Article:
Apart from the political opposition, NDA-II has faced pressure from its wider ideological parivar for a better deal for the farming community. Recently, RSS chief Mohan Bhagwat, during his annual Vijayadashami address, called for “remunerative prices for agricultural produce based on cost of production” to insulate farmers from the vagaries of nature as well as market fluctuations in prices, and insisted that everybody would have to accept these prices without complaint.

Earlier, RSS-affiliated farmers’ organisation Bhartiya Kisan Sangh (BKS), too, had been vocal on farmers’ issues demanding a better deal for the agrarian community. In this context, Gulati pointed to Gujarat’s announcement of a Rs 500 bonus for kapas (raw un-ginned cotton) above the Centre’s MSP of Rs 4,020-4,320 per quintal on different staple varieties — two days before the Assembly election dates were announced — as indicative of the new direction that could be a response to unrest among agrarian communities.

A top official from the Union Agriculture Ministry, however, defended the last MSP decision on wheat, saying that it was based on the CACP’s recommendation. “Production costs for farmers have gone up and we had to compensate them accordingly. The CACP has estimated the latest A2+FL cost for wheat at Rs 817 per quintal, while it is Rs 1,256 as per C2 calculations. The National Commission of Farmers (Swaminathan Committee) had suggested that the MSP be 50 per cent above production cost and we are able to deliver it only for A2+FL,” he said.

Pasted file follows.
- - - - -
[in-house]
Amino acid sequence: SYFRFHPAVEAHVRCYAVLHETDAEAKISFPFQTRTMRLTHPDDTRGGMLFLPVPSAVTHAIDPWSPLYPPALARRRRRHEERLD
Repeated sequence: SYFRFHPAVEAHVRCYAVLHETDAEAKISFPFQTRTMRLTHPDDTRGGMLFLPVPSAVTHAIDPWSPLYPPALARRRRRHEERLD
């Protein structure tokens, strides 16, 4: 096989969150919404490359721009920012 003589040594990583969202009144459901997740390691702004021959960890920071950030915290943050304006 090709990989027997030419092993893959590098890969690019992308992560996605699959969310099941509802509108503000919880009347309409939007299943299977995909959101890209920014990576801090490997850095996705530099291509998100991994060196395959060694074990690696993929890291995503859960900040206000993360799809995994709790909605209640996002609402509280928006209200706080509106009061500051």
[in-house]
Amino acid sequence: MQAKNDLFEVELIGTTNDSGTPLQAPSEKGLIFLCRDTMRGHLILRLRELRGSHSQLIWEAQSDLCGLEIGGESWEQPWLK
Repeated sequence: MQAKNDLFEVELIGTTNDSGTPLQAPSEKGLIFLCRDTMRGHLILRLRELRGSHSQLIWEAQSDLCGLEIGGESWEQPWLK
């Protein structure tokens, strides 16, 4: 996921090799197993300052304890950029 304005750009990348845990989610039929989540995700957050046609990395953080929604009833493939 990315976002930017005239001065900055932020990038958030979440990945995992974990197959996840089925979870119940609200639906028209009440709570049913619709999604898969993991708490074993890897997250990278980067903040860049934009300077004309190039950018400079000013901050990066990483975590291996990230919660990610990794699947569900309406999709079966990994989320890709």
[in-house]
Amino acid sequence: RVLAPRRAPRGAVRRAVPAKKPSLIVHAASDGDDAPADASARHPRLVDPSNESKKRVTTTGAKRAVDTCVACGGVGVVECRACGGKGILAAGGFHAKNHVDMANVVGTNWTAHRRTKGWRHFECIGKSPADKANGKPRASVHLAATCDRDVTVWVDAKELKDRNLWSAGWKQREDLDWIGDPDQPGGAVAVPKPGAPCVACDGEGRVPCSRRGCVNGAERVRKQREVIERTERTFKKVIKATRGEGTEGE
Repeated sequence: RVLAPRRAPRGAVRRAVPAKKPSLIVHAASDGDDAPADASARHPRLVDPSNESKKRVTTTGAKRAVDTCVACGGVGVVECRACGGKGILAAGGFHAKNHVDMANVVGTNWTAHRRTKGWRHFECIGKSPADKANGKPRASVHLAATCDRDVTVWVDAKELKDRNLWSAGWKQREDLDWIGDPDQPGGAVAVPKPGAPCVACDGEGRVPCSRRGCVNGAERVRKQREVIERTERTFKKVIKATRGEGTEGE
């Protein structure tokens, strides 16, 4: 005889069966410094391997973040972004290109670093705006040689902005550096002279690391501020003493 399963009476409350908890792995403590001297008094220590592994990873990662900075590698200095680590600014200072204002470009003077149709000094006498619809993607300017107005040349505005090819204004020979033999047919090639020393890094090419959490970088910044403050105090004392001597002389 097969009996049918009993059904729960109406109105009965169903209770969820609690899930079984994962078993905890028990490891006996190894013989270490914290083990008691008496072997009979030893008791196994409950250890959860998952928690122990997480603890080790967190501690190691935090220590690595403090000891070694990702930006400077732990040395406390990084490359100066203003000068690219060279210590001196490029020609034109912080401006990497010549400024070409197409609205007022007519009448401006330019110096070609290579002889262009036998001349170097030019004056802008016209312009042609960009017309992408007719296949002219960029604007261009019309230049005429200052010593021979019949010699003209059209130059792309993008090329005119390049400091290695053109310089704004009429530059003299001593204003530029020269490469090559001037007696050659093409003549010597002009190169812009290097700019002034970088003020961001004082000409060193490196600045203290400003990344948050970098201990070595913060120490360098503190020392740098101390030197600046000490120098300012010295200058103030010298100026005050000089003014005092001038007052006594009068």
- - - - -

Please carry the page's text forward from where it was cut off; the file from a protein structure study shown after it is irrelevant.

A2+FL includes all paid-out expenses, both in cash and in kind incurred by farmers, plus an imputed value of unpaid family labour. C2 costs are more comprehensive, covering rentals and interest forgone on owned land and fixed capital assets, respectively, on top of A2+FL.

The overall increase in the wheat MSP under this government works out more than the Rs 320 cumulative hike during UPA-2, though below the Rs 450 under UPA-1. In fact, UPA’s return to power in the 2009 Lok Sabha elections is widely credited to its MSP hikes along with its nation-wide farm loan waiver announced in 2008.

But UPA’s MSP hikes took place in the backdrop of spiralling international agri-commodity prices. The MSPs, then, merely followed the rise in international prices. This government’s tenure, by contrast, has coincided with a collapse in global prices.

“Today, the landed cost of wheat from Ukraine, Russia, Bulgaria, France and Argentina in Indian ports works out to around $215-220 or around Rs 14,000 per tonne. Even premium Australian white wheat is importable at $260-265 or about Rs 17,000 per tonne. The latest MSP (to be paid to farmers in India) is way above what it costs to import even after adding shipping costs,” said S Pramod Kumar, executive director of Bengaluru-based Sunil Agro Foods Ltd, and secretary, Roller Flour Millers Federation of India.